So we were still just hanging out and relaxing in Lamas.
Kristi made us a lovely Colombian traditional chicken soup (Ruben, her hubby,, is from Colombia) for dinner with of course a few beers as accompanying beverage. I must say since being in Peru, I have only twice drank wine – just not in the mood for it being a red wine drinker. Beer is just so much more refreshing and better for hydrating one’s body.
The next day we just hung out at the house for the most part, enjoying the view and just relaxing, briefly heading into town to find the one bank. From Kristi’s suggestions we were planning our jungle excursion and a sampling of that substance that draws so many tourists and their money, but all had to be paid in cash – no credit card for these trips – get it wink wink. I also got to enjoy their two cats, a dog and a pet parakeet – all rescues. I have been missing my critters (at least I get my cat fix as I volunteer with Misicha Peru – Los Gatos del Parque Universitario where I help out every Monday night, putting together the cardboard boxes that the cats sleep, giving them food and fresh water, as well as some cuddlin’).
Here’s Coquito & Inti having a go at each other:
We ended up having dinner out that evening, deciding to visit this supposed great chicken place. Well I guess I had in mind a restaurant of some sort even if basic but we essentially were at someone’s house, her barbeque outside the front door and us eating in her main small room. It was a cultural experience of course just not what I had expected. And ridiculously cheap to boot.
We ended up spending a few more days at the house while Kristi & Tala, her daughter, headed to Lima for work and to meet up with Daddy Ruben. I was consciously trying to spend time on this vacation really doing nothing but sitting, reading, drinking coffee, etc… I usually do the ‘do do do’ vacation so this was a bit of a struggle for me but heck we had 2 weeks.
Some pics of Lamas: View from a lookout, a tethered rooster used for cock fighting – a big pastime here with lots of gambling, stunning murals, & the House!!
Cock fighting tethered rooster
A building buit with large beer bottle walls:
Some stunning flowers:
Another culinary experience was to come. From meeting up with another volunteer, Lesley Rosales, and meeting her partner Adler who was a small scale farmer, we – or rather Mr.C5 – had his 1st experience of eating cuy – remember that’s Spanish for guinea pig. I have to say I was shocked at the price considering the size of the little buggers and their ability to reproduce exponentially.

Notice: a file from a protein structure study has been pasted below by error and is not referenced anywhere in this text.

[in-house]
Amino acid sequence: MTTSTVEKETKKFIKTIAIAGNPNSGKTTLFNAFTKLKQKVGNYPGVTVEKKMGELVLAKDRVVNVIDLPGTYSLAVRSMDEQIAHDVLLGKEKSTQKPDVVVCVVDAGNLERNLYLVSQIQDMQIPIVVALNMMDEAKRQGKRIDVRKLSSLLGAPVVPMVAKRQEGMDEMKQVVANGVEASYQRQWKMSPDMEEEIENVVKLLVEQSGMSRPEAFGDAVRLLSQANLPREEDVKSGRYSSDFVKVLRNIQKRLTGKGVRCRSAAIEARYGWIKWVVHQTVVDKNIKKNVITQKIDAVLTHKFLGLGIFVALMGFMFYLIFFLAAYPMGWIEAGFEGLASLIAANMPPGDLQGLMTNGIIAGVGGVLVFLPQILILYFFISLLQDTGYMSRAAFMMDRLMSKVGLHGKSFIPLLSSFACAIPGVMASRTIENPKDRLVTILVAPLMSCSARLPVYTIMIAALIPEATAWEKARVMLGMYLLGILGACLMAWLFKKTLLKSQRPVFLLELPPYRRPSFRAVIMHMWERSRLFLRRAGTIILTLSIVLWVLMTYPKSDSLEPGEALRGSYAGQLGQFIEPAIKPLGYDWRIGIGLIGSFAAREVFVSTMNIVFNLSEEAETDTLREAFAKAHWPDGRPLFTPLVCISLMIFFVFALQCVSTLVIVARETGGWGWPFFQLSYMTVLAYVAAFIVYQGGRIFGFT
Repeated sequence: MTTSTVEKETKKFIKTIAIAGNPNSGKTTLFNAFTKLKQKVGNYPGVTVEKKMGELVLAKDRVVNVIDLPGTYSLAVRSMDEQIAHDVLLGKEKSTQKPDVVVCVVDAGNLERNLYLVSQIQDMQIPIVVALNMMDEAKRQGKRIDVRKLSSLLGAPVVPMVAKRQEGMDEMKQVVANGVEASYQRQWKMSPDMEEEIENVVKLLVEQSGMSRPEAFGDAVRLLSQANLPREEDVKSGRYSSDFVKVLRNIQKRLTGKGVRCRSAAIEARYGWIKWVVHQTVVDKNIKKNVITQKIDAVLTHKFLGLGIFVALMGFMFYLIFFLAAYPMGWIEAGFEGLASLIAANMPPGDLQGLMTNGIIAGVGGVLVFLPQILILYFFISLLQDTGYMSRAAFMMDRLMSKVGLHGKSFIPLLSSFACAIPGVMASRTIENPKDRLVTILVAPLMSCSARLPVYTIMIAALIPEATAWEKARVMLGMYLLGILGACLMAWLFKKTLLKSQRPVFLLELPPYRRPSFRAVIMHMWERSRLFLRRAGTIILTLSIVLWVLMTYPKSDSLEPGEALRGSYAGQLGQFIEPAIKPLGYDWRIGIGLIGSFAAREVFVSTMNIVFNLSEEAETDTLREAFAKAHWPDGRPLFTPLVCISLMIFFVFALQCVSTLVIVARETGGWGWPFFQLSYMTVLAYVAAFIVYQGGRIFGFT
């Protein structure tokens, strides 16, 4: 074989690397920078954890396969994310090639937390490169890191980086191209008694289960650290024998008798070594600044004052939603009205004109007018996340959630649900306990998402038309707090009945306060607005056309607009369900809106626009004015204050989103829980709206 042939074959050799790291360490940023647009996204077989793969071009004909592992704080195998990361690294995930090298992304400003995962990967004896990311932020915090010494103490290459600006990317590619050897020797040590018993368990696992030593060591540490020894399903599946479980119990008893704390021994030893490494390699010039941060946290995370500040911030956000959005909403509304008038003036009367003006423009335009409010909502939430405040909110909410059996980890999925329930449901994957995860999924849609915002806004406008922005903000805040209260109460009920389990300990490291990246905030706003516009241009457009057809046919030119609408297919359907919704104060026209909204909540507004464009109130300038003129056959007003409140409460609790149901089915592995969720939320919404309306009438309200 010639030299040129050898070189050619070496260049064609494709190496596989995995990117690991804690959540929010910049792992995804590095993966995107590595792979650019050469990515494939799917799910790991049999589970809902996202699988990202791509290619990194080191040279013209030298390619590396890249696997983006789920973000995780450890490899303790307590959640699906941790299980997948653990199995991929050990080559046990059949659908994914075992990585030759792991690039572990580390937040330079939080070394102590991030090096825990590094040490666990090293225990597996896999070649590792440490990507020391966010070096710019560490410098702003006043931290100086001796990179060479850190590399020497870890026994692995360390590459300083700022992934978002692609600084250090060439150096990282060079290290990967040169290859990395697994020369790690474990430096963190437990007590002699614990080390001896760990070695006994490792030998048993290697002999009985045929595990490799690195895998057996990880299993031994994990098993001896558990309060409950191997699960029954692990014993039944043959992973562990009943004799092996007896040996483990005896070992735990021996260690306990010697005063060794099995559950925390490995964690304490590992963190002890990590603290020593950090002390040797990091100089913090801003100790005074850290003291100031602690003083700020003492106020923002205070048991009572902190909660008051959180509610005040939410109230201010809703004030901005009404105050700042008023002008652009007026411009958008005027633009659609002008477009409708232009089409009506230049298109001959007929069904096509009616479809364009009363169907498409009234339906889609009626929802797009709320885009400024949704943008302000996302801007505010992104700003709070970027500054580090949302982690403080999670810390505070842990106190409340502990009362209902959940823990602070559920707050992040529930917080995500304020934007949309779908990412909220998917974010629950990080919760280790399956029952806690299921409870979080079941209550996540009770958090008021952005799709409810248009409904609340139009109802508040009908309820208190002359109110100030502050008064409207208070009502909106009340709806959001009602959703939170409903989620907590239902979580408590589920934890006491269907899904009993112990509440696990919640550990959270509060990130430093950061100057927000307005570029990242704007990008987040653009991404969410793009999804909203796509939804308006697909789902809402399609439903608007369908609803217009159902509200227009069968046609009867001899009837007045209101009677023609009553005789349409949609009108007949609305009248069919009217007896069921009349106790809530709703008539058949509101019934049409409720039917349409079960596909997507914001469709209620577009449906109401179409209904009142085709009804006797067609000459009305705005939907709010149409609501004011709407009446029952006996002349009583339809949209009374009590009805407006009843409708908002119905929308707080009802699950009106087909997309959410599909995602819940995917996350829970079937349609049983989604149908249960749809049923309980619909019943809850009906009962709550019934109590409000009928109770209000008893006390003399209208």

I baked it in the oven with Adler’s advice of course (the internet was not much help). I thought we would just do a basic roast just like a chicken in order to sample the original flavour, so all I added was some salt and pepper and extra oil so it wouldn’t stick to the bottom of the makeshift roasting pan, and some water just in case I might dry it out by cooking it too long. And the verdict is… well Mr.C5 found it tasty overall. However, there just isn’t much meat on them and they have lots of little bones. He did get more than one meal out of it with sandwich for breakie the next day. I did try it and was like okay but I am a white chicken meat eater so dark meat isn’t my fav especially with lots of bones. Sorry but texture is important for me. We did learn that since cuyes are originally higher altitude Andean critters they are fine with the cold. It is rather the heat that the farmers have to guard against.
So in the end Mr.C5 would like to try producing them but I am not yet convinced for several reasons. Are Canadians going to freak at eating what most/all would consider a pet? Perhaps if we lived near a very big city that has South American cuisine on offer and/or South American clientele it might work but in Nova Scotia? Hmmm…
Thanks to Kristi’s suggestions we decided – what the heck – to try ayahuasca. Of course we had thought about it, and I had done a bit of research before I left to come to Peru, but the thought of vomiting really put me off. I have always felt more drawn to trying peyote and doing a vision quest, perhaps because I am so drawn to the U.S. Southwest. Well the shaman that Kristi had had her experience with was the right price and the right timing. We were open to whatever might come our way on this trip, a trip that I really hadn’t planned much (I normally book much of our accommodation in advance but this time only the beginning and end points were booked).
Shaman & wife on the boat ride to their compound, chacra (farm)
View alongside the river with corn drying along the river bed as we head to their home
Where we stayed – they can accomodate quite a large group of folks. There place is right on the river and a swim was in order but I was planning on doing this the next morning.
Shaman’s cacao plantation & a really neat tree bark – so smooth
In the evening, (no dinner was provided which is the practice) after a cup of lemon balm tea, we headed to the building where the “ceremony”would took place. I put ceremony in quotes because there wasn’t really any ceremony, no cleansing, no opening words let alone any words of explanation or preparation – just if you need to go to the bathroom just ask. It was dark by this time, and it was supposed to last 3 hours. We were the only two participants, besides the shaman and his son in training. (I did learn that this was a family tradition passed down from generation to generation).
Mats were set up for us to sit on with some cushions, and of course the trusty vomit bowl and toilet paper on the side. Well after we each had a shot glass full of some dark greenish liquid which wasn’t abhorrent in taste but not great either, they blew out the candles and we were immersed in total darkness, except for the occasional red tinge from the mapacho cigarettes the shaman was smoking somewhat nonstop when he wasn’t “singing” which he also did a lot of – of course speaking in Quechua I believe (although it could have been another Indigenous language for all I know). I can’t say I actually enjoyed the chanting – it sounded so childlike and somewhat off key.